Commentary by Sri Sridhara Swami of Rudra Sampradaya:

Responding in regard to Arjuna’s queries about control of the mind, Lord Krishna states that the mind is almost impossible to control; yet by constant practice, abdication from sense objects by dispassion and repeated meditation on the atma or soul it is possible to restrain and control the mind. With the senses withdrawn, being free from the obstacles of lethargy and distractions by means of incessant practice and dispassion, the mind remains immersed in the Supreme Self. It is stated in the Vedic scriptures that the tranquil mind in equanimity resides in the Brahman or spiritual substratum pervading all existence. Free from all conceptions and modifications is what is known as samadhi.

Commentary by Sri Madhvacharya of Brahma Sampradaya:

Sri Madhvacharya did not comment on this sloka.

Commentary by Sri Keshava Kashmiri of Kumara Sampradaya:

Then Lord Krishna responding to Arjuna’s queries concurs that without a doubt the mind is extremely difficult to control and similar to confining a cyclone in a pot; but Arjuna should shake off his trepidation and make the effort, for the mind can be brought under control by the repeated practice of meditation. One should first withdraw the mind from the influence of sense objects and then focus the mind in concentration internally on the atma or soul. By practising indifference towards sense objects, dispassion will arise in the senses and the mind will show no interest and will not gravitate to anything else other than the atma. This is accomplished by reflecting on the transient nature of anything other than the atma and contemplating on the inherent defects in such transient objectives. The vocative words maha-bahu meaning mighty armed one indicates in a general sense that only a superior person trained in such practice will meet with success whereas a normal person will not be able to. In the specific sense maha-bahu means one whose arms are mighty enough to control an enemy should be mighty enough to control the enemy knows as the turbulent mind. The particle tu meaning but denotes there should be no lethargy in effort.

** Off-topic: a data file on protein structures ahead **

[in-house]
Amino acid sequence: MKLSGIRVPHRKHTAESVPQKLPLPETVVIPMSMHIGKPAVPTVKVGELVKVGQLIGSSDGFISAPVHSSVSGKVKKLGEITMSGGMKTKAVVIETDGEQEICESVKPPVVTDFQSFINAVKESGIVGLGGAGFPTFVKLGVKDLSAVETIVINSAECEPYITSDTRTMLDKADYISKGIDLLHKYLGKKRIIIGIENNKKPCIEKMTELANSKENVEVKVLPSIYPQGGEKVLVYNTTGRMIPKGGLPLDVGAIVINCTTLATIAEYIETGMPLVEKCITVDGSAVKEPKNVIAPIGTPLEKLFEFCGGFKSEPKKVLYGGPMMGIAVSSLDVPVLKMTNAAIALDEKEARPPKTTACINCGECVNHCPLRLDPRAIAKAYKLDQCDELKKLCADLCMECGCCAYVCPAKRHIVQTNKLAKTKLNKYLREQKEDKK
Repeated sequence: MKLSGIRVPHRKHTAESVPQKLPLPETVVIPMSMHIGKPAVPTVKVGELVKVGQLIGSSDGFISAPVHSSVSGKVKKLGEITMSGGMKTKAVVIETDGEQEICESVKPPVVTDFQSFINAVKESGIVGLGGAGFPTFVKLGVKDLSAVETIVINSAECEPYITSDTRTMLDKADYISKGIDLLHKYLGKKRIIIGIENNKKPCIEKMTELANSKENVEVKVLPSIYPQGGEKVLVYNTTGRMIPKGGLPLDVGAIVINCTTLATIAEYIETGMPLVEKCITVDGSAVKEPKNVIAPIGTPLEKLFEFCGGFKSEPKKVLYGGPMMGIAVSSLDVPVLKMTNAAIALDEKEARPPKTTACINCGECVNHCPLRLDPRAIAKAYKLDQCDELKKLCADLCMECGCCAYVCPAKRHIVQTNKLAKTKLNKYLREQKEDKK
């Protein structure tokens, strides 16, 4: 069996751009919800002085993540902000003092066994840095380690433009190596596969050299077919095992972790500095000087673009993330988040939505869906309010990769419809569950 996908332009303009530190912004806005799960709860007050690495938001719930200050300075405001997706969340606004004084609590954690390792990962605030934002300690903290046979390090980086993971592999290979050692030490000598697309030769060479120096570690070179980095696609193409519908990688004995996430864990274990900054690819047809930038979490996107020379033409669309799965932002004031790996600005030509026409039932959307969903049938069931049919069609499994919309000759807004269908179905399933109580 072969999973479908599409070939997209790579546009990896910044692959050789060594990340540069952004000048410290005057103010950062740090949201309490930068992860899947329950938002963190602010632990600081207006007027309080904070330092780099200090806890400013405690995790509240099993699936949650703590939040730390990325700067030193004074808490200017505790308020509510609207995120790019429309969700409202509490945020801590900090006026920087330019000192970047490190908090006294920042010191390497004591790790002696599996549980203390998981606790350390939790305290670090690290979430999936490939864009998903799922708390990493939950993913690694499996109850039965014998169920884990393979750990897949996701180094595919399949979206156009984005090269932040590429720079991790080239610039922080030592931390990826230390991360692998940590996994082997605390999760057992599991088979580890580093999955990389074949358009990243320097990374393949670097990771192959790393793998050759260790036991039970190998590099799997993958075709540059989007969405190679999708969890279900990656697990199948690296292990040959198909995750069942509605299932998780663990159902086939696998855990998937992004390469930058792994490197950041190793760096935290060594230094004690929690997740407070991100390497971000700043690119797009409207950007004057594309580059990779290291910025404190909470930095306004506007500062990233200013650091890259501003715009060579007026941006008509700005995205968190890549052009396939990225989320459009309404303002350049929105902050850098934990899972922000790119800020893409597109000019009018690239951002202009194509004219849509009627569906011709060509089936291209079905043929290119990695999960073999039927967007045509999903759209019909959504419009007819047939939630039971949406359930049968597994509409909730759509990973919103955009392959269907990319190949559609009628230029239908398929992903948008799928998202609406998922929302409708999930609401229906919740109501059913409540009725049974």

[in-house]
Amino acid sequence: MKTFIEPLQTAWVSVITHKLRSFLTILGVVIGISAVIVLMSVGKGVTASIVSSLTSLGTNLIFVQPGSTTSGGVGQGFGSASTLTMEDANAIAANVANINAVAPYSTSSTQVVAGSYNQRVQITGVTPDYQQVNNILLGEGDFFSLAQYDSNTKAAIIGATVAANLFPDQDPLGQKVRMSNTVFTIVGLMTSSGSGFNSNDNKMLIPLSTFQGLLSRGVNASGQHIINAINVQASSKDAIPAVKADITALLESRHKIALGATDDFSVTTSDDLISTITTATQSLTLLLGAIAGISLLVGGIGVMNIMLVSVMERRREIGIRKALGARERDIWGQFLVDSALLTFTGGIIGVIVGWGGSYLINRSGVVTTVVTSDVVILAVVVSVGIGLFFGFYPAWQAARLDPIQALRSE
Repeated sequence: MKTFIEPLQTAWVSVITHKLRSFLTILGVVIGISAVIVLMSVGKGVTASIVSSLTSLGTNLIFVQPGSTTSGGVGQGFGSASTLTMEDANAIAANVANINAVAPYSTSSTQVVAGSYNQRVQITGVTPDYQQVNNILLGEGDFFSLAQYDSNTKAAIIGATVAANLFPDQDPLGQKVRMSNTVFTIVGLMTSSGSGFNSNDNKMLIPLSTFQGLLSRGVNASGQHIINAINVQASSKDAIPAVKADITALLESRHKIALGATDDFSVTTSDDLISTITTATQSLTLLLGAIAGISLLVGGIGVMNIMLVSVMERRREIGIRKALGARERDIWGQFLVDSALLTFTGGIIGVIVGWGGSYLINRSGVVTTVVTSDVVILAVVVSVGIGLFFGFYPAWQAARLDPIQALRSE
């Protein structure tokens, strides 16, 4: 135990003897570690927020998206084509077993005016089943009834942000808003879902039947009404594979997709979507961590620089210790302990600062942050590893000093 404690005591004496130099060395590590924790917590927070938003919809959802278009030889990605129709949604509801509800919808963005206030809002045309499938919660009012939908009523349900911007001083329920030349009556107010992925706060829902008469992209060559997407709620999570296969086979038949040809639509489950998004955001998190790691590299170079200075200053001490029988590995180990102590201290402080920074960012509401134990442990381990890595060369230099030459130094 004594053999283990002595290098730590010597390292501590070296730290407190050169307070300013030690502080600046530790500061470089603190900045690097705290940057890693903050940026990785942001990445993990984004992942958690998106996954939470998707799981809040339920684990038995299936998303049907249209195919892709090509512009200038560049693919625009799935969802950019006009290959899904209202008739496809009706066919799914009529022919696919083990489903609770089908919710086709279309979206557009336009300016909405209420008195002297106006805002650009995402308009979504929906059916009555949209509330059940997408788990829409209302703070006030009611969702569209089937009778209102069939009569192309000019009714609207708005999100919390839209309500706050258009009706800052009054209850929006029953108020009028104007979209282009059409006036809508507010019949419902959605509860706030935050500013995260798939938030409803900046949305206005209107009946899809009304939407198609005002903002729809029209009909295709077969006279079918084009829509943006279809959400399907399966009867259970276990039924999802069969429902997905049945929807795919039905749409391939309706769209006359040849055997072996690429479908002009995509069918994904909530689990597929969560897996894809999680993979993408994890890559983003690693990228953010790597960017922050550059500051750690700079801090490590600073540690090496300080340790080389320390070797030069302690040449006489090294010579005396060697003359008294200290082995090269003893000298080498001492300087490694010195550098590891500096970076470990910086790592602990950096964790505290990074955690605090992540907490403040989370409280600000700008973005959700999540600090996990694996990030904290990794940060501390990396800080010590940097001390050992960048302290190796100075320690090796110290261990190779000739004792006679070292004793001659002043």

Commentary by Sri Adi Shankaracharya of Advaita Sampradaya:

6.35 Mahabaho, O mighty-armed one; asamsayam, undoubtedly-there is no doubt with regard to this; that the manah, mind; is durnigraham, untractable; and calm, restless. Tu, but; it-the modifications of the mind in the form of distractions-grhyate, is brought under control; abhyasena, through practice- abhyasa means repetition of some idea or thought of the mind one some mental plane [‘Some mental plane’ suggests some object of concentration.]-; and vairagyena, through detachment-vairagya means absence of hankering for enjoyment of desirable things, seen or unseen, as a result of the practice of discerning their defect. That mind is thus brought undr control, restrained, i.e. completely subdued. By him, however, who has not controlled his mind-

Commentary by Sri Abhinavagupta of Kaula Tantra Sampradaya:

6.35 Asamsayam etc. Through an attitude of desirelessness, the craving for sense objects is destroyed. Through practice, stage after stage, the side of emancipation is occupied [by the mind]. Hence both are included. Regarding this, it has been said by the revered author of the Bhasya as : The restraint of mental modifications depends on both [the attitude of desirelessness and practice]. Hence is this solemn declaration :

Sanskrit Shloka Without Transliteration Marks:

sri-bhagavan uvaca
asamsayam maha-baho
mano durnigraham calam
abhyasena tu kaunteya
vairagyena ca grhyate

Sanskrit to English Word for Word Meanings:

śrī-bhagavān uvāca — the Personality of Godhead said; asaḿśayam — undoubtedly; mahā-bāho — O mighty-armed one; manaḥ — the mind; durnigraham — difficult to curb; calam — flickering; abhyāsena — by practice; tu — but; kaunteya — O son of Kuntī; vairāgyeṇa — by detachment; ca — also; gṛhyate — can be so controlled.